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Developing effective broad reaching communications (Breakout Session) PDF Print E-mail
Written by Hannah Bowers   
Friday, 29 June 2007

Communications, Marketing & Research Breakout Session

(Monday, June 25, 2007,  1.30pm-2.30pm)


The main themes of the session were e-mail communications and developing broad strategic communications plans.  We share many similar challenges in these areas but all face different issues as well.  The main points of the discussion were:


Communications Strategy Development:  Data and industry expertise can be used as tools to support strategy development decisions, although hiring consultants can be something of a culture change.


E-mail management:  Most schools are finding that open rates are declining due to saturation (including many irrelevant e-mails) and to changes in e-mail technology which mean that open rates can’t be tracked.  The pros and cons of in-house vs third party e-mail management were discussed.


Frequency and scheduling of communications:  Alumni may be driven-away unintentionally if they receive too many e-mails which they see as all coming from the university, even if they’re sent from different groups within it.  Most schools have tried a calendaring system for scheduling e-mails but many found that it hadn’t worked.  Scheduling is often done on a “good citizenship” basis.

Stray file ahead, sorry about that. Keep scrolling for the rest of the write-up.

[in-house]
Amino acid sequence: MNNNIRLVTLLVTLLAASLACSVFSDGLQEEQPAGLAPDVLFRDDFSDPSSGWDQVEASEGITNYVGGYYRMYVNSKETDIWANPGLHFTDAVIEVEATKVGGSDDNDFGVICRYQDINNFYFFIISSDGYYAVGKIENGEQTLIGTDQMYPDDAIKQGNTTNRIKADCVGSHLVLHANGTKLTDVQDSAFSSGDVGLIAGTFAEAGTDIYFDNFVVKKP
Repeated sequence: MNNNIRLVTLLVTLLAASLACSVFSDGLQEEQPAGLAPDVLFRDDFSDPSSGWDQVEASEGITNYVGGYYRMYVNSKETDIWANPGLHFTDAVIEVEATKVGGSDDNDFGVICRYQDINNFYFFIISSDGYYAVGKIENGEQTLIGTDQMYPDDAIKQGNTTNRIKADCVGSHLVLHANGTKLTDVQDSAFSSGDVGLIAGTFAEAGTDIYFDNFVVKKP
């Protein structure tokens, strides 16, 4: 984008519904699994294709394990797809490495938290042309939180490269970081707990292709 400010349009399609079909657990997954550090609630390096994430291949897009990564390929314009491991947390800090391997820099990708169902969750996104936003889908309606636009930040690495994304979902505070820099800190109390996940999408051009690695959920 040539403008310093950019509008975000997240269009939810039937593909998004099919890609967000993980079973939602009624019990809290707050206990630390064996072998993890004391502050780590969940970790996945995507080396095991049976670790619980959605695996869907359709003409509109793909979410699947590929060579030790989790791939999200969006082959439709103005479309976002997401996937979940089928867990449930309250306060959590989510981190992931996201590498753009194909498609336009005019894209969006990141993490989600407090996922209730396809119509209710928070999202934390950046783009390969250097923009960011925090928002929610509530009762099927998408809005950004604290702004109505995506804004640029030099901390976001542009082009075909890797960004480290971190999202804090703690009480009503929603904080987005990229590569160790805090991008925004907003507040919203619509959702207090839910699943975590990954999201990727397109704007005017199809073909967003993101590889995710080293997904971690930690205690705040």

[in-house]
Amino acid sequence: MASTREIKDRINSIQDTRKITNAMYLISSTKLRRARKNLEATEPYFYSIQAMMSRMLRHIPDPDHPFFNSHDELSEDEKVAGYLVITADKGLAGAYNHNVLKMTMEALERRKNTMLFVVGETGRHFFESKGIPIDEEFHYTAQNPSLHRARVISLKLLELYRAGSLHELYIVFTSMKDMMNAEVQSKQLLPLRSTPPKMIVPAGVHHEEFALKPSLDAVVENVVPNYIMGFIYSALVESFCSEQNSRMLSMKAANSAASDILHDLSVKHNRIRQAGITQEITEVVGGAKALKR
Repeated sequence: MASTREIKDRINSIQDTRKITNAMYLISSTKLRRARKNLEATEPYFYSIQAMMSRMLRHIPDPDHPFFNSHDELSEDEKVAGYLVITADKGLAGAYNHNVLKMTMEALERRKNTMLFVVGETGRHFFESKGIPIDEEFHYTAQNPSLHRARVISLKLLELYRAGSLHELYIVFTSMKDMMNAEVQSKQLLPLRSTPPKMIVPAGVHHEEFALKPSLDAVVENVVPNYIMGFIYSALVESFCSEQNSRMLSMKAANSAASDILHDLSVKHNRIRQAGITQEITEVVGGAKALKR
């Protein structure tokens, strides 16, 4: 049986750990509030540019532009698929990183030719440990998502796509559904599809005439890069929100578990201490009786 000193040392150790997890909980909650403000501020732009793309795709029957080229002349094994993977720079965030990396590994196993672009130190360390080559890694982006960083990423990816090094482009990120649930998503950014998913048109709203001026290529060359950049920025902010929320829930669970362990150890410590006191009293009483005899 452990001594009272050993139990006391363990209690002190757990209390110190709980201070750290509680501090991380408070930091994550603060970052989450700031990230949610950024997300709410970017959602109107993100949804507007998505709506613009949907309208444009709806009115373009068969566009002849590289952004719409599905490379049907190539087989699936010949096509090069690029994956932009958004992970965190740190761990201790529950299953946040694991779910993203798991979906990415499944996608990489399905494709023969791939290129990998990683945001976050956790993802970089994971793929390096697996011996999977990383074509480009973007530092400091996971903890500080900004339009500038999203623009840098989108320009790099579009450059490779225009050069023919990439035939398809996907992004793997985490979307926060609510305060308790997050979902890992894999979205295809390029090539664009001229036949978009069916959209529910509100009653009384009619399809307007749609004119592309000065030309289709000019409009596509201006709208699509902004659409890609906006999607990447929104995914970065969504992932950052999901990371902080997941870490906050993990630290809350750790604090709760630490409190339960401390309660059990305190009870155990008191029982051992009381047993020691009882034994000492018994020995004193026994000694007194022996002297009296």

Publication lead times for communications:  Communications requests are frequently received with less than the required lead time.  Setting expectations early and plotting out the lead time to explain why the time is needed can be helpful.


Outsourcing:  Most schools outsource their graphic design.  Some charge back their time and the pros and cons of this were discussed.


Content of communications:  Adopting an editorial strategy for e-mails can help to make content more relevant and interesting.  Most schools send at least a regular monthly e-mail with news and events, and often other newsletters as well.  Some have split events and news into separate communications with good responses.


Opt-in e-mail systems:  None of the schools currently use an opt-in system for their e-mail communications.  There are both cultural and technical hurdles with such systems, as well as the challenge of getting alumni to opt-in.  Getting alumni to decide what’s relevant to them would be beneficial though.



We’ll add each other to our newsletter mailing lists and share ideas that we found helpful for e-mail and communications strategies on the Ivy Plus blog.


Last Updated ( Friday, 29 June 2007 )
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